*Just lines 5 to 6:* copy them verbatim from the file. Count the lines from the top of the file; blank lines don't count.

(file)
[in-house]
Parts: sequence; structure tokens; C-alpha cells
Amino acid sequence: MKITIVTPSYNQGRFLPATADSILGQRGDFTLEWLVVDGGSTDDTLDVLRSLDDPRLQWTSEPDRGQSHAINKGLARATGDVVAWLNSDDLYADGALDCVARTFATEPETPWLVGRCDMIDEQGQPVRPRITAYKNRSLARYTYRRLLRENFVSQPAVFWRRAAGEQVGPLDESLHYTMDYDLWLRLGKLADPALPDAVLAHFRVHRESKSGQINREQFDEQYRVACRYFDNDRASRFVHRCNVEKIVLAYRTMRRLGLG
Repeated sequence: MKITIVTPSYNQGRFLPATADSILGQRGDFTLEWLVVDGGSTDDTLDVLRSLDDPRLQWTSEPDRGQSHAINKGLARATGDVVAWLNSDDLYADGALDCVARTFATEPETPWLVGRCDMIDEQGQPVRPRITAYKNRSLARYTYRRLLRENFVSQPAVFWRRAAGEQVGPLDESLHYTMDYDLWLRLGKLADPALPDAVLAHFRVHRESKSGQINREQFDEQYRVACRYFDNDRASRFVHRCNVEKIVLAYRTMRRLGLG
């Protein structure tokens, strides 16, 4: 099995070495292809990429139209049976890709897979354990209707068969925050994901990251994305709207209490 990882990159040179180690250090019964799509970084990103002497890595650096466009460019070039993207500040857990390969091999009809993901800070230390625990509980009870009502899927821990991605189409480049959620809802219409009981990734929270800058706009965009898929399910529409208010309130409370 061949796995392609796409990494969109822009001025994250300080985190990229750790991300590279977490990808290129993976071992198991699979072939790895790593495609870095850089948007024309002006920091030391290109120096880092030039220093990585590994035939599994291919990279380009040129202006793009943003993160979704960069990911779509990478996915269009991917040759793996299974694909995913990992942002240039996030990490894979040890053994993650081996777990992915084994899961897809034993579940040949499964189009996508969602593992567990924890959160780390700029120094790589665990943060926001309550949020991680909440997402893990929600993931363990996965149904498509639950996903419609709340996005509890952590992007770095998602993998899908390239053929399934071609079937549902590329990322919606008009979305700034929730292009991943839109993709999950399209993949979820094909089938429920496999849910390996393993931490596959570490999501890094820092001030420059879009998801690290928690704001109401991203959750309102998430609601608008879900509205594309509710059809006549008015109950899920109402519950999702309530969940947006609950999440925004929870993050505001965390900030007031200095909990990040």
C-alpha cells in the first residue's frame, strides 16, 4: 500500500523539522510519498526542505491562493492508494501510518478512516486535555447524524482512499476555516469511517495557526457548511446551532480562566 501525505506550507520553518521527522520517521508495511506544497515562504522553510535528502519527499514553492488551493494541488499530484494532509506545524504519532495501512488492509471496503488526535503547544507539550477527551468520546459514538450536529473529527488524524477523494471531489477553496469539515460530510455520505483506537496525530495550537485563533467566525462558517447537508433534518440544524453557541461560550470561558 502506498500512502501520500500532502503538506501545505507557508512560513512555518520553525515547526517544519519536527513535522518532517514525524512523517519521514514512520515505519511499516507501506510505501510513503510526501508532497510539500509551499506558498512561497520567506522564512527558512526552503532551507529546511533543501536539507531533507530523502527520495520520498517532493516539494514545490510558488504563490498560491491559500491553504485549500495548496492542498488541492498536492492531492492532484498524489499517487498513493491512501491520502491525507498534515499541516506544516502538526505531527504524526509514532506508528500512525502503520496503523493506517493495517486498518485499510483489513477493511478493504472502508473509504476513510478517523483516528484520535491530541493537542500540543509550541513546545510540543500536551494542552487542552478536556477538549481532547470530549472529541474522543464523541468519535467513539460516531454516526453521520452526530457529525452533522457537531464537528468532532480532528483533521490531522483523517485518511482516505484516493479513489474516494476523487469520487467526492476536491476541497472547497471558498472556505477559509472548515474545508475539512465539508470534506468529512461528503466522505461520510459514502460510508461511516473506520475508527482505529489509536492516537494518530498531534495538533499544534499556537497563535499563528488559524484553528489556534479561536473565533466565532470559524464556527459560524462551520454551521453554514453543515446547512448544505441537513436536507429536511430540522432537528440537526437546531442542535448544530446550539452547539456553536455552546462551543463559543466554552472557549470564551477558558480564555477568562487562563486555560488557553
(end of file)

């Protein structure tokens, strides 16, 4: 099995070495292809990429139209049976890709897979354990209707068969925050994901990251994305709207209490 990882990159040179180690250090019964799509970084990103002497890595650096466009460019070039993207500040857990390969091999009809993901800070230390625990509980009870009502899927821990991605189409480049959620809802219409009981990734929270800058706009965009898929399910529409208010309130409370 061949796995392609796409990494969109822009001025994250300080985190990229750790991300590279977490990808290129993976071992198991699979072939790895790593495609870095850089948007024309002006920091030391290109120096880092030039220093990585590994035939599994291919990279380009040129202006793009943003993160979704960069990911779509990478996915269009991917040759793996299974694909995913990992942002240039996030990490894979040890053994993650081996777990992915084994899961897809034993579940040949499964189009996508969602593992567990924890959160780390700029120094790589665990943060926001309550949020991680909440997402893990929600993931363990996965149904498509639950996903419609709340996005509890952590992007770095998602993998899908390239053929399934071609079937549902590329990322919606008009979305700034929730292009991943839109993709999950399209993949979820094909089938429920496999849910390996393993931490596959570490999501890094820092001030420059879009998801690290928690704001109401991203959750309102998430609601608008879900509205594309509710059809006549008015109950899920109402519950999702309530969940947006609950999440925004929870993050505001965390900030007031200095909990990040």
C-alpha cells in the first residue's frame, strides 16, 4: 500500500523539522510519498526542505491562493492508494501510518478512516486535555447524524482512499476555516469511517495557526457548511446551532480562566 501525505506550507520553518521527522520517521508495511506544497515562504522553510535528502519527499514553492488551493494541488499530484494532509506545524504519532495501512488492509471496503488526535503547544507539550477527551468520546459514538450536529473529527488524524477523494471531489477553496469539515460530510455520505483506537496525530495550537485563533467566525462558517447537508433534518440544524453557541461560550470561558 502506498500512502501520500500532502503538506501545505507557508512560513512555518520553525515547526517544519519536527513535522518532517514525524512523517519521514514512520515505519511499516507501506510505501510513503510526501508532497510539500509551499506558498512561497520567506522564512527558512526552503532551507529546511533543501536539507531533507530523502527520495520520498517532493516539494514545490510558488504563490498560491491559500491553504485549500495548496492542498488541492498536492492531492492532484498524489499517487498513493491512501491520502491525507498534515499541516506544516502538526505531527504524526509514532506508528500512525502503520496503523493506517493495517486498518485499510483489513477493511478493504472502508473509504476513510478517523483516528484520535491530541493537542500540543509550541513546545510540543500536551494542552487542552478536556477538549481532547470530549472529541474522543464523541468519535467513539460516531454516526453521520452526530457529525452533522457537531464537528468532532480532528483533521490531522483523517485518511482516505484516493479513489474516494476523487469520487467526492476536491476541497472547497471558498472556505477559509472548515474545508475539512465539508470534506468529512461528503466522505461520510459514502460510508461511516473506520475508527482505529489509536492516537494518530498531534495538533499544534499556537497563535499563528488559524484553528489556534479561536473565533466565532470559524464556527459560524462551520454551521453554514453543515446547512448544505441537513436536507429536511430540522432537528440537526437546531442542535448544530446550539452547539456553536455552546462551543463559543466554552472557549470564551477558558480564555477568562487562563486555560488557553